Ammar Aburas, his wife Heba, and their two children are Syrian refugees currently living in Lebanon. A local group has come together to try and bring the family to the Cowichan Valley. (Submitted photo)

Ammar Aburas, his wife Heba, and their two children are Syrian refugees currently living in Lebanon. A local group has come together to try and bring the family to the Cowichan Valley. (Submitted photo)

Group formed to bring Syrian refugee family to Cowichan Valley

Fundraising underway to pay for process

A group has formed to help bring a beleaguered refugee family from Syria to the Cowichan Valley.

Malak Aburas and Ayman Alshami, a Syrian couple with two young daughters who were sponsored to come to the Valley three years ago and have thrived here ever since, are part of the group.

The father of the family they are trying to sponsor, Ammar Aburas, is the brother of Aburas.

She said Ammar, his wife Heba and their two children fled Syria’s civil war five years ago and went to neighbouring Lebanon as refugees, where they have remained stranded ever since in a country where they are not wanted and looked down upon.

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Arubas said her brother can’t legally work in Lebanon because he’s a refugee, so she and her sister in Germany have been sending Ammar’s family money to survive for some time.

Bradley Myrholm and his wife Serena and the Shawnigan Alliance Church sponsored Aburas and her family during the long process to bring them to Canada, and the couple are also part of the group that is working to sponsor her brother’s family to come here as well.

He said the group is working with the Cowichan Intercultural Society to sponsor the family, and many local groups and businesses have already stepped up to help raise funds to bring the family here.

Myrholm said the group needs to raise $27,000 just to cover the costs of applying to bring the family to Canada, and would need approximately $20,000 more to help pay for setting them up in the Cowichan Valley if their application is successful.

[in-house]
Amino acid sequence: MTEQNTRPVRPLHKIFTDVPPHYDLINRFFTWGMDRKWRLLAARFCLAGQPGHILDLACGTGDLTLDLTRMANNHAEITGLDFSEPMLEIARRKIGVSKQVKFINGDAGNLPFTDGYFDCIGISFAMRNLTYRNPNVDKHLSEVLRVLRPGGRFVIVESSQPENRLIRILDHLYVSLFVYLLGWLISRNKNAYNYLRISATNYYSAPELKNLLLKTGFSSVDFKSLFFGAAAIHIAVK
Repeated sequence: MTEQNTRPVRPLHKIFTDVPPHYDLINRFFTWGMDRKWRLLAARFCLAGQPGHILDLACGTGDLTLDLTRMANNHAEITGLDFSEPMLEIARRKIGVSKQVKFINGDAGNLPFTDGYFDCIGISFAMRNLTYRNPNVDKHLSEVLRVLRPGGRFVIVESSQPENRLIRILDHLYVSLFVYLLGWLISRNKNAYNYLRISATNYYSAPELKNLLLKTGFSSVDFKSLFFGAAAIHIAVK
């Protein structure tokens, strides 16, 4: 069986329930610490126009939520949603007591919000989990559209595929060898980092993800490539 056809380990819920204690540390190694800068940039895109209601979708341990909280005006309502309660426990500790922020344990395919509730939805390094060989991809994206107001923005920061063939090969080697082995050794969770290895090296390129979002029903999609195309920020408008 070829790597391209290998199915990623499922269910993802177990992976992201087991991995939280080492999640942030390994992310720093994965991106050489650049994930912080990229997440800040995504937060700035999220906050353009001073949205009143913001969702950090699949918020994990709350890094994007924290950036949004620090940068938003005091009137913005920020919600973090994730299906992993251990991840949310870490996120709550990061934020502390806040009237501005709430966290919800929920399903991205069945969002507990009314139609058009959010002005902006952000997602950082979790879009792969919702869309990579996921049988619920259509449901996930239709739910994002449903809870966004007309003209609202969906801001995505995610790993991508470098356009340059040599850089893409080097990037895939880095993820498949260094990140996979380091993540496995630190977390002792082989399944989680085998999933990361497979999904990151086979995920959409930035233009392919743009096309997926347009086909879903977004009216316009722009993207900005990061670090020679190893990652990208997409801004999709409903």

He said the Shawnigan Alliance Church held a Syrian food night, with the food made by Aburas, and raised approximately $4,000 for the cause, Island Ford committed another $5,000, and the social justice club at St. John’s Academy is holding a series of ongoing fundraisers.

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Naiomi and Blair Middlemen, neighbours of Aburas and her family, are also involved in the campaign to bring the family to Canada.

Naiomi said St. Andrew’s Presbyterian Church, where she attends, has started fundraising efforts to assist as well.

The group is also setting up a “Henna for Hope” body art booth at the Cobble Hill Fair on Aug. 27 to raise awareness and funds, and will have a booth at the Cowichan Exhibition, which runs from Sept. 16-18.

Serena Myrholm said it’s expected to take two to three years for the sponsorship process to be completed, but there’s a lot of work to do in the meantime, like looking for lodgings and work for them.

Ayman Alshami, who is now a support worker at Duncan’s V.I.T.A.L. Society, said his family has integrated well into the Valley since their arrival and all have learned to speak fluent English in that time.

He said they are proud and happy to be Canadians and live in the Cowichan Valley.

Myrholm said he is “super encouraged” to be part of this new sponsorship process after the success of Aburas and Alshami’s emigration to Canada.

“The families that come here do well and make positive contributions to the Valley,” he said.

“We want and need more to help deal with the ongoing labour shortage. These people really want to come here.”

Naiomi said the world is facing an overwhelming refuge crisis that seems impossible to deal with.

“But, as individuals, we can help make real change happen,” she said.

The group is registered to receive funds and provide tax receipts with the Cowichan Intercultural Society to help bring the family here on its website through Giving – Private sponsorship – Aburas Ammar.



robert.barron@cowichanvalleycitizen.com

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